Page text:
The Game of Watching and Being Watched

Live streaming on Taobao has been gaining more and more popularity since its launch in 2016.

Like this one above, they all seem very entertaining to watch, and especially engaging by allowing users to ask questions during the streaming process.

This kind of sales model doesn’t require much set-up or training. For the sellers, not only are they providing services and promoting their products at the same time, it is also an opportunity for them to show off their personality, build trust with customers, as well as to stand out from hundreds of other sellers who sell pretty much the same thing.

Similar to the spread of live streaming on Facebook, Instagram, etc., being filmed has never been this common. From a viewer’s perspective, live streaming is probably something with more genuinity and interaction than many other things one sees on everyday media. The impact is also spontaneous, like reality TV but the audience gets invited to be part of the show as it is happening. Here’s another example in advertising:

However, the dark side of technology has quickly emerged. There also seems to be a tendency for murder, suicide, crimes being broadcasted on live streaming, and they got circulated online faster than ever because of social media. Suddenly it feels like Hunger Games could happen anytime soon in the real world. But Facebook has already reacted to that and found a solution, which is to hire 3000 “Content Monitors” to review the live streaming content as they go live. A solution that is not so high-tech but perhaps effective for the time-being, which seems to suggest that more violence simply leads to more surveillance and regulations.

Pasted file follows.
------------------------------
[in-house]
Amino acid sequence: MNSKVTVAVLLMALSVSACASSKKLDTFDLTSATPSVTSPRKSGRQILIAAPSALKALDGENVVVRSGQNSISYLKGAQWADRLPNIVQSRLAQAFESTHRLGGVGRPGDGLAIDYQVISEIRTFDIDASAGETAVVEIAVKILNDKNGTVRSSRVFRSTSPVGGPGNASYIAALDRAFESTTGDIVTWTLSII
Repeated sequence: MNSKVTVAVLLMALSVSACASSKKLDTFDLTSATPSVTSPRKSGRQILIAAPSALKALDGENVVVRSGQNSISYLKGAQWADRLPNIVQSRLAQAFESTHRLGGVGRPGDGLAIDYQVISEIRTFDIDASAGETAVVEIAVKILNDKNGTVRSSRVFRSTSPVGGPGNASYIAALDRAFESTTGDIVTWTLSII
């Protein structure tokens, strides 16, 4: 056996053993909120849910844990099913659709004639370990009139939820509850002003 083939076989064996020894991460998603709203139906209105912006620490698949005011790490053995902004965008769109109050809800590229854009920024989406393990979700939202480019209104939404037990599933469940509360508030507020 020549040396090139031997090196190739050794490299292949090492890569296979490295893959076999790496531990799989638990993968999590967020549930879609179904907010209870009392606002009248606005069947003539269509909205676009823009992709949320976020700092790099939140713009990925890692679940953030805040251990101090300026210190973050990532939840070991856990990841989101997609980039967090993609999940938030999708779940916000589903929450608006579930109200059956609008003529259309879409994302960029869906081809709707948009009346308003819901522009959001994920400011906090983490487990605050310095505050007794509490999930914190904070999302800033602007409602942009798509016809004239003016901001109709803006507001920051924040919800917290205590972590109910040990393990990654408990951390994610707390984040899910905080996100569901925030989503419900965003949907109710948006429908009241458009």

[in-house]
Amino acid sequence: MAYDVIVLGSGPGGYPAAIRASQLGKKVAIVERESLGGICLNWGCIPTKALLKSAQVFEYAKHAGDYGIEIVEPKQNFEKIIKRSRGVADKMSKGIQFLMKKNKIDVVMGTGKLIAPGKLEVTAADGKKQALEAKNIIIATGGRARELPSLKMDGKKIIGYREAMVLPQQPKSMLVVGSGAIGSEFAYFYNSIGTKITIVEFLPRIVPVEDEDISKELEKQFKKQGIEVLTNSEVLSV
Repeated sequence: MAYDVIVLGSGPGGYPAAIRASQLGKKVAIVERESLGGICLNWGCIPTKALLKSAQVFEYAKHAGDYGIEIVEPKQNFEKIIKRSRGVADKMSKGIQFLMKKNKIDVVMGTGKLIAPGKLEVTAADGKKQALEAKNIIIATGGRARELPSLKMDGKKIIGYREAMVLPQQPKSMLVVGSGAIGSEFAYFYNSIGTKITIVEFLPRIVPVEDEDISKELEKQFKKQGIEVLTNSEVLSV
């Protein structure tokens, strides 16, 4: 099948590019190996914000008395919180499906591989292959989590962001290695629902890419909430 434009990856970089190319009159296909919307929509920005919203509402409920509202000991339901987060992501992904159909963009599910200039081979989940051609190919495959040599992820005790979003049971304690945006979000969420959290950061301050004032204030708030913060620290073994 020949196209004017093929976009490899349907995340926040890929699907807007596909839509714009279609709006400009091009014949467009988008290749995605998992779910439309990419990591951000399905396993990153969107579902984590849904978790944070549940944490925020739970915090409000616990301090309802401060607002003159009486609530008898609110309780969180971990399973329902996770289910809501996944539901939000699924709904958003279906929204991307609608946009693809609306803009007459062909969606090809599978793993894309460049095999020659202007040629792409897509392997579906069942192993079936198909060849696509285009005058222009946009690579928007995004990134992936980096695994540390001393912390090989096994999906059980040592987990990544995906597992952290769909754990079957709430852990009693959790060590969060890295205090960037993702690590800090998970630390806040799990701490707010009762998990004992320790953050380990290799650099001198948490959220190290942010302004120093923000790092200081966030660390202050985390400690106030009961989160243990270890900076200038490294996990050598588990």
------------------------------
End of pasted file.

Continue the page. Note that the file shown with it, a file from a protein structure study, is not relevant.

What do people gain from going live? Profit, leads, or just pure entertainment? There is never a standard answer. As broadcasters, as viewers, we are all being watched, willingly or unwillingly.

Taboo No More

타투랑 많이 친해졌군요..ㅎ . 😸 . #빙글이#cat#cattattoo#soltattoo

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I am quite amazed by the South Korean cat tattoos featured in this article, but not really surprised to learn that “Under Korean law, tattooing is defined as a medical procedure” and thousands of the country’s tattoo artists are still remain underground. In most Asian cultures (and many other cultures!), it’s common to associate tattoo with gangsters, criminals, an antisocial attitude or possibly a degenerating lifestyle. While traditional Asian cultures seem to have particularly low tolerance in accepting this kind of unconventional form of art which requires using human skin as canvas. For example, in Japan, where tattoo designs had been observed as early as Yayoi period, you can still be prohibited from entering hot springs or public baths because of tattoos in 2010s Japan.

Tatoo ban Image source
An oppressed environment for this kind of art form is probably not such a bad thing.  Every individual tattoo by these South Korean tattooists exists like a quietly burgeoning flower from muddy underground — subtle, delicate, telling unique stories just on their own (thanks to Instagram).

. . 천칭자리 + 꽃 #tattoo #타투 #플레이그라운드타투

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#Key

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